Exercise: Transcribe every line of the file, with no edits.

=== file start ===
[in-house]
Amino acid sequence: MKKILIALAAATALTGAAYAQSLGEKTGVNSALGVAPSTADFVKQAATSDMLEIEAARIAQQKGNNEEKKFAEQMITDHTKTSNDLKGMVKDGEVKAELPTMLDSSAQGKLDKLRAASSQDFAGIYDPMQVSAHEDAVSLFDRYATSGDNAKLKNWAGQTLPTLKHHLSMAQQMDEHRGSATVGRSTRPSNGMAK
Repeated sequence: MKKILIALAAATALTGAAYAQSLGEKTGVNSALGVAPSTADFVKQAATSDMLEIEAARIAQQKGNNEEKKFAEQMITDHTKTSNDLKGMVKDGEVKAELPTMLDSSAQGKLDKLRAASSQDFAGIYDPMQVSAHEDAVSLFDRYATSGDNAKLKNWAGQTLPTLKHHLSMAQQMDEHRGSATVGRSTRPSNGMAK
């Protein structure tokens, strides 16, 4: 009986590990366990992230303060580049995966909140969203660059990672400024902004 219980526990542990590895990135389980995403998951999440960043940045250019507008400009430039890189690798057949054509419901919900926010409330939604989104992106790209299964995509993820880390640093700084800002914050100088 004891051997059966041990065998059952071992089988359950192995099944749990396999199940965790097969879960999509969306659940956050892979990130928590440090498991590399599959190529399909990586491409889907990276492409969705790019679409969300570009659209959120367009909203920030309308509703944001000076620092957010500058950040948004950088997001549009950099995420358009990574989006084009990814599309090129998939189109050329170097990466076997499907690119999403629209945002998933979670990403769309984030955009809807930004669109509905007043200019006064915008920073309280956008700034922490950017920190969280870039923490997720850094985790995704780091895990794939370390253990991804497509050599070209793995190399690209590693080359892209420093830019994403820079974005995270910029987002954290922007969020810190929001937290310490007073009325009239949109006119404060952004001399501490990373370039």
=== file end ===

[in-house]
Amino acid sequence: MKKILIALAAATALTGAAYAQSLGEKTGVNSALGVAPSTADFVKQAATSDMLEIEAARIAQQKGNNEEKKFAEQMITDHTKTSNDLKGMVKDGEVKAELPTMLDSSAQGKLDKLRAASSQDFAGIYDPMQVSAHEDAVSLFDRYATSGDNAKLKNWAGQTLPTLKHHLSMAQQMDEHRGSATVGRSTRPSNGMAK
Repeated sequence: MKKILIALAAATALTGAAYAQSLGEKTGVNSALGVAPSTADFVKQAATSDMLEIEAARIAQQKGNNEEKKFAEQMITDHTKTSNDLKGMVKDGEVKAELPTMLDSSAQGKLDKLRAASSQDFAGIYDPMQVSAHEDAVSLFDRYATSGDNAKLKNWAGQTLPTLKHHLSMAQQMDEHRGSATVGRSTRPSNGMAK
């Protein structure tokens, strides 16, 4: 009986590990366990992230303060580049995966909140969203660059990672400024902004 219980526990542990590895990135389980995403998951999440960043940045250019507008400009430039890189690798057949054509419901919900926010409330939604989104992106790209299964995509993820880390640093700084800002914050100088 004891051997059966041990065998059952071992089988359950192995099944749990396999199940965790097969879960999509969306659940956050892979990130928590440090498991590399599959190529399909990586491409889907990276492409969705790019679409969300570009659209959120367009909203920030309308509703944001000076620092957010500058950040948004950088997001549009950099995420358009990574989006084009990814599309090129998939189109050329170097990466076997499907690119999403629209945002998933979670990403769309984030955009809807930004669109509905007043200019006064915008920073309280956008700034922490950017920190969280870039923490997720850094985790995704780091895990794939370390253990991804497509050599070209793995190399690209590693080359892209420093830019994403820079974005995270910029987002954290922007969020810190929001937290310490007073009325009239949109006119404060952004001399501490990373370039």